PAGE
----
Something about portrait painting and skin tones
Yesterday I did have a visit from a very dear friend, which I have not seen for several years and it was a really wonderful time with her. She also paints and so we spent a lot of time painting and talking about painting. I felt very honored that she wanted to learn something from me.
With viewing my figurative work we also came to the Theme Skin Tones and painting faces.
I think there is no really recipe for doing skin tones, because there happens so much on the skin. The skin is transparent and absorbs all what is around. A good base for starting with skin is Raw Sienna, Scarlet Lake and Winsor blue (green shade). And then add the colours which are also on your palette, which you use for your whole painting.
I would like to quote Steve Hanks here. Steve Hanks is the famous figure painter from USA and his work is fantastic. In his book: “Moving on” there was to read:
“Painting skin tones can be very tricky. If you look at your hand you can see there are many colors. You can also see that it is transparent. Notice the colors of the veins coming through it. Artists often ask me what colors I use for my skin tones, but skin is so many colors that there is no one answer. It changes by the light, the objects around it and the ligths and colors that are reflected on to it. Watercolor is also transparent and can be put down in layers, making the skin come alive. Cool tones are most important to be aware of and not left out. They are subtle but critical in giving a figure life.”by Steve Hanks
Skin Tones and Painting Portraits/figures are always a challenge. When I started painting I was happy to create roses and flowers. But I wanted to be challenged and then I did my first portrait. My first portrait was of my daughter Miriam, which is now seen in many of my figurative paintings.
This is my first portrait painting:
I was very happy with my first result, but I realized that there was so much which I had to learn.
I remember (and I am still very thankful for that), that a fellow portrait artist was kind enough to give me some helpful lessons. I am still so thankful and I would like to share a bit about my “knowledge”, because just with portraits it is so important to make all correct (not to speak from portrait commissions). When painting flowers we can change shapes and forms and nobody will never know this, but when doing a portrait there are so many things important and to know this, will help to figure out, why the likeness is not good or maybe why the painting looks wrong.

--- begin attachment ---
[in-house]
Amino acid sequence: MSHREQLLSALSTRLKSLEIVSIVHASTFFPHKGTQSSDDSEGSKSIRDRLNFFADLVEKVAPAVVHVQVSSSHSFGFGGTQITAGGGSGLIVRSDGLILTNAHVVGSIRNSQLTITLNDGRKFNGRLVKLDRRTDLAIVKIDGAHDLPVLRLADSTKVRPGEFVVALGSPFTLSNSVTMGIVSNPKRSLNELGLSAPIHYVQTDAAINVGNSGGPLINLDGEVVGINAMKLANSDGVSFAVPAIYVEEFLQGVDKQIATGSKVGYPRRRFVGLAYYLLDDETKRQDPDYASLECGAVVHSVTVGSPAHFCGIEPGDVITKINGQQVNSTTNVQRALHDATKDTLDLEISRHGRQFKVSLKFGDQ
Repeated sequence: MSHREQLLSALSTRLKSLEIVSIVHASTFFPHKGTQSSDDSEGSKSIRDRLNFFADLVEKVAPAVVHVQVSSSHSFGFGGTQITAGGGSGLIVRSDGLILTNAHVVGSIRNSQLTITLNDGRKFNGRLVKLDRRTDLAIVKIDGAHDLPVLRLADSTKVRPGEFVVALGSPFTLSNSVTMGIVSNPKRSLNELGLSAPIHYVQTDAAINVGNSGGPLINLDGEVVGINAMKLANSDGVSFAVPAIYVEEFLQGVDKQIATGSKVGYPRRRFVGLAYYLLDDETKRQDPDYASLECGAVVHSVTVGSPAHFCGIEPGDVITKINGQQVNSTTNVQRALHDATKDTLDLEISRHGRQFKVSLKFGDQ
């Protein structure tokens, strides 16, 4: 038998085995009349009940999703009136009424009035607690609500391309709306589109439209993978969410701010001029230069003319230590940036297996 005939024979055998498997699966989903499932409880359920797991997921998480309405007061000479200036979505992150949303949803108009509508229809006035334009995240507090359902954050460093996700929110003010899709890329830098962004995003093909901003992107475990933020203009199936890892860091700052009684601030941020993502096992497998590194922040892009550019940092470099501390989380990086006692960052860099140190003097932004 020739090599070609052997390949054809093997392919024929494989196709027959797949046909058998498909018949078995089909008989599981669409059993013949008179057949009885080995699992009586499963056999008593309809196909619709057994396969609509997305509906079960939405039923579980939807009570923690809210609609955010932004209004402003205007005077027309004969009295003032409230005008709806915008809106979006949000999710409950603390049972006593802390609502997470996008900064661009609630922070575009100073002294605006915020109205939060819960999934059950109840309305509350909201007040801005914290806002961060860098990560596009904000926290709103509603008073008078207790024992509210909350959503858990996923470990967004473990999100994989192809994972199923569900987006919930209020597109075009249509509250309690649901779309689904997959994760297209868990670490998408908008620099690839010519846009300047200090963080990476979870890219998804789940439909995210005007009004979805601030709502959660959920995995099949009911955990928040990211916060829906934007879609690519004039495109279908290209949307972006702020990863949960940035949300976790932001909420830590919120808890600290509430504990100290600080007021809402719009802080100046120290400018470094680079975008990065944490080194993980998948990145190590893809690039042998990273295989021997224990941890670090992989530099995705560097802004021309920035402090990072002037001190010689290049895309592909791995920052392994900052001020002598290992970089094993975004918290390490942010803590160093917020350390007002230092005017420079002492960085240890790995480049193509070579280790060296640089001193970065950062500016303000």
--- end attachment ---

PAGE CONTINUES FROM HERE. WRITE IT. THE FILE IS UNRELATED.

I think that the most watercolorists (me too) do paint from photos and also this knowledge will help especially when there is some distortion or when the photo is not good enough to see all perfect.
There are some rules about the facial proportions which are helpful to know:
I have copied the rules from this site on about.com, because their english is much better than mine.
Size of Head: The distance from the chin to the crown is the same as from the back of the head to the front. Features take up only a small portion of the head; a lot of space is needed for the brain! The mid-point of the face, when measured from chin to crown, is at the base of the eyes or eye sockets.
Eyes: The space between the eyes is about the same width as one eye. If the width of eye is used as a unit of measurement, the head is five eyes wide.
(I also have found on another place, that the distance between the two eyes is the distance between the “Eye Whites”.)
(And another important point: The inner of the eye ends in the same line as the nostrils are.)
Eyebrows: Extend beyond the eyes on both sides.
Ears: The top of the ears line up with the brow of the nose and the eyebrows, and the bottom of the ears with the tip of the nose.
Nose: The bottom of the nose is the midpoint between the eyes and the chin.
Mouth: The corners of the mouth align with the center of the eyes (if you’re not smiling). The line where the two lips meet is slightly above the halfway point between the end of the nose and the chin.
Chin: The mound of the chin starts at the inner corners of the eyes
When knowing this we are able to see immediately what is wrong in portraits and it helps so much when we paint our own.
Once we know about this we also can more easily figure out what is going wrong in our work. Another point are often the values.
When painting from a photo I always print my ref.photo in colour AND black and white. The b/w photo helps enormously with the values. When I stuck with my portrait and when I am not happy with it I often do a photo of my painting, load it up in photoshop and make it also black and white, then I compare it to my b/w ref.pic.
For portraits I would highly recommend the book by Roberta Carter Clark: “How to paint living portraits”. It is not only about how to add colour, this artist gives you the basic knowledge about proportions of head and body, values in the face and so much more.
Hope this post was helpful. On my Rosesblog I am working just on a Pink/Deep Violet Rose, so maybe you want to have a look there.